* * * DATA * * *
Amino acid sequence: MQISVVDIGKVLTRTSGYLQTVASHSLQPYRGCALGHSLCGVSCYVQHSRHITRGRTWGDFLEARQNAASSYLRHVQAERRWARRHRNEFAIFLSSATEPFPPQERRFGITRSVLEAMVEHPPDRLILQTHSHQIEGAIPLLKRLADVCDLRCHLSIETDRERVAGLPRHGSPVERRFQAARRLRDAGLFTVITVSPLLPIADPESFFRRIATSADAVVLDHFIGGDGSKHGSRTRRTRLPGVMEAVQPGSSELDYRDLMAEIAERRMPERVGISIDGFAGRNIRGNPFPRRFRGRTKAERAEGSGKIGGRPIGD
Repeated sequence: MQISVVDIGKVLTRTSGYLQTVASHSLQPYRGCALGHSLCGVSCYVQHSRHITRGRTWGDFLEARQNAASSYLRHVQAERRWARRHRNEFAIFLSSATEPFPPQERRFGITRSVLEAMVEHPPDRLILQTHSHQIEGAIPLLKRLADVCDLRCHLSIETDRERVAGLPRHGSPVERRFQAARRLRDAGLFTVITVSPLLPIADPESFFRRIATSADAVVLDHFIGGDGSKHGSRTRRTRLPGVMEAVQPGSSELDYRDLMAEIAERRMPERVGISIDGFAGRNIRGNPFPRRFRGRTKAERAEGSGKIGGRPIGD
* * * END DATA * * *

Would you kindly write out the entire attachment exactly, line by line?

Amino acid sequence: MQISVVDIGKVLTRTSGYLQTVASHSLQPYRGCALGHSLCGVSCYVQHSRHITRGRTWGDFLEARQNAASSYLRHVQAERRWARRHRNEFAIFLSSATEPFPPQERRFGITRSVLEAMVEHPPDRLILQTHSHQIEGAIPLLKRLADVCDLRCHLSIETDRERVAGLPRHGSPVERRFQAARRLRDAGLFTVITVSPLLPIADPESFFRRIATSADAVVLDHFIGGDGSKHGSRTRRTRLPGVMEAVQPGSSELDYRDLMAEIAERRMPERVGISIDGFAGRNIRGNPFPRRFRGRTKAERAEGSGKIGGRPIGD
Repeated sequence: MQISVVDIGKVLTRTSGYLQTVASHSLQPYRGCALGHSLCGVSCYVQHSRHITRGRTWGDFLEARQNAASSYLRHVQAERRWARRHRNEFAIFLSSATEPFPPQERRFGITRSVLEAMVEHPPDRLILQTHSHQIEGAIPLLKRLADVCDLRCHLSIETDRERVAGLPRHGSPVERRFQAARRLRDAGLFTVITVSPLLPIADPESFFRRIATSADAVVLDHFIGGDGSKHGSRTRRTRLPGVMEAVQPGSSELDYRDLMAEIAERRMPERVGISIDGFAGRNIRGNPFPRRFRGRTKAERAEGSGKIGGRPIGD